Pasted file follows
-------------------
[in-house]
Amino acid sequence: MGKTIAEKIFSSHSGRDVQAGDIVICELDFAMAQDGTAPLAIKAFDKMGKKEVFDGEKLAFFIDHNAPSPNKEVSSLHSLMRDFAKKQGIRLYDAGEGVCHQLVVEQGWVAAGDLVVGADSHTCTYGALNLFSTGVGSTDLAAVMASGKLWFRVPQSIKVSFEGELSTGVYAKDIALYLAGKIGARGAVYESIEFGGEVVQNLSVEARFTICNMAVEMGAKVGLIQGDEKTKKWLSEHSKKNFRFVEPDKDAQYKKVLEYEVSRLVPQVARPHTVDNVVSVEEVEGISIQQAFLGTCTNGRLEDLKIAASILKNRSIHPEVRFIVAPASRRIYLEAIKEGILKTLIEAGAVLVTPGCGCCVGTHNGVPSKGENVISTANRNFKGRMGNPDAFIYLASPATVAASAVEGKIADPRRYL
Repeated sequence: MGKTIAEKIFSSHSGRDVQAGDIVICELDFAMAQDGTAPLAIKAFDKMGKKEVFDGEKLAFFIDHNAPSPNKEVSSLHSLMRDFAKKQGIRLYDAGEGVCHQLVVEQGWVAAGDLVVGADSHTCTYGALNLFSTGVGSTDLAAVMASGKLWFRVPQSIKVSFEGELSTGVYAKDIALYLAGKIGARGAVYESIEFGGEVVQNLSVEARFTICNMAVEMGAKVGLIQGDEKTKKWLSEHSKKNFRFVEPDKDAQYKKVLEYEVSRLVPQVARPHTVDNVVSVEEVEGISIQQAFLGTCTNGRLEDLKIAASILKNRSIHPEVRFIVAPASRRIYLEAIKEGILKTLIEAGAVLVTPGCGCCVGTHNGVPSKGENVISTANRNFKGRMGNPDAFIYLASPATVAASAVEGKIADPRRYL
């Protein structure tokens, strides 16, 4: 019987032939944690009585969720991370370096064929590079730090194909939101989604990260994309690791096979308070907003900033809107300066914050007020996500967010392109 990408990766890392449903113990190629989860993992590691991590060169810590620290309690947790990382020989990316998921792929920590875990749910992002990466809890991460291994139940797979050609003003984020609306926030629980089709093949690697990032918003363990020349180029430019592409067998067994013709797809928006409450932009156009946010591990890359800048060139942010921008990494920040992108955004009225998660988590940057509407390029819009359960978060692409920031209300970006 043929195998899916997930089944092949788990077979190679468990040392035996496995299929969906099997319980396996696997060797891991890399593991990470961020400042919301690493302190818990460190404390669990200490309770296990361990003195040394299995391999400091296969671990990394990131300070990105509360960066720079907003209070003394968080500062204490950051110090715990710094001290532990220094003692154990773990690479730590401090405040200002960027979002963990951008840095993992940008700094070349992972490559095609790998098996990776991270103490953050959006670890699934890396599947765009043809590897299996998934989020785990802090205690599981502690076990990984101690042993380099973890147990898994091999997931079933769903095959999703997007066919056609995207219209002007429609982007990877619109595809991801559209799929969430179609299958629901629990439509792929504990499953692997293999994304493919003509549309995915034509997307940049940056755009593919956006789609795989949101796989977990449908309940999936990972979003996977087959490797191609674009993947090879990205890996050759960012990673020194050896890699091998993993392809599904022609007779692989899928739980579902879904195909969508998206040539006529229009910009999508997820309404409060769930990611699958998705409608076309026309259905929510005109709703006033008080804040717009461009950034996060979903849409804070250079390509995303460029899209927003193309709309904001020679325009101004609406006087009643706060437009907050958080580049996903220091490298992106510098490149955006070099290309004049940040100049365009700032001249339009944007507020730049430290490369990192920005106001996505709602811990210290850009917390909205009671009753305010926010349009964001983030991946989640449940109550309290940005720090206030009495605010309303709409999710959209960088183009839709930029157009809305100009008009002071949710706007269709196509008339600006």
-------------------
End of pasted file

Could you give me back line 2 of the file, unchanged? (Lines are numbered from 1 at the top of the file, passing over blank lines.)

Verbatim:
Amino acid sequence: MGKTIAEKIFSSHSGRDVQAGDIVICELDFAMAQDGTAPLAIKAFDKMGKKEVFDGEKLAFFIDHNAPSPNKEVSSLHSLMRDFAKKQGIRLYDAGEGVCHQLVVEQGWVAAGDLVVGADSHTCTYGALNLFSTGVGSTDLAAVMASGKLWFRVPQSIKVSFEGELSTGVYAKDIALYLAGKIGARGAVYESIEFGGEVVQNLSVEARFTICNMAVEMGAKVGLIQGDEKTKKWLSEHSKKNFRFVEPDKDAQYKKVLEYEVSRLVPQVARPHTVDNVVSVEEVEGISIQQAFLGTCTNGRLEDLKIAASILKNRSIHPEVRFIVAPASRRIYLEAIKEGILKTLIEAGAVLVTPGCGCCVGTHNGVPSKGENVISTANRNFKGRMGNPDAFIYLASPATVAASAVEGKIADPRRYL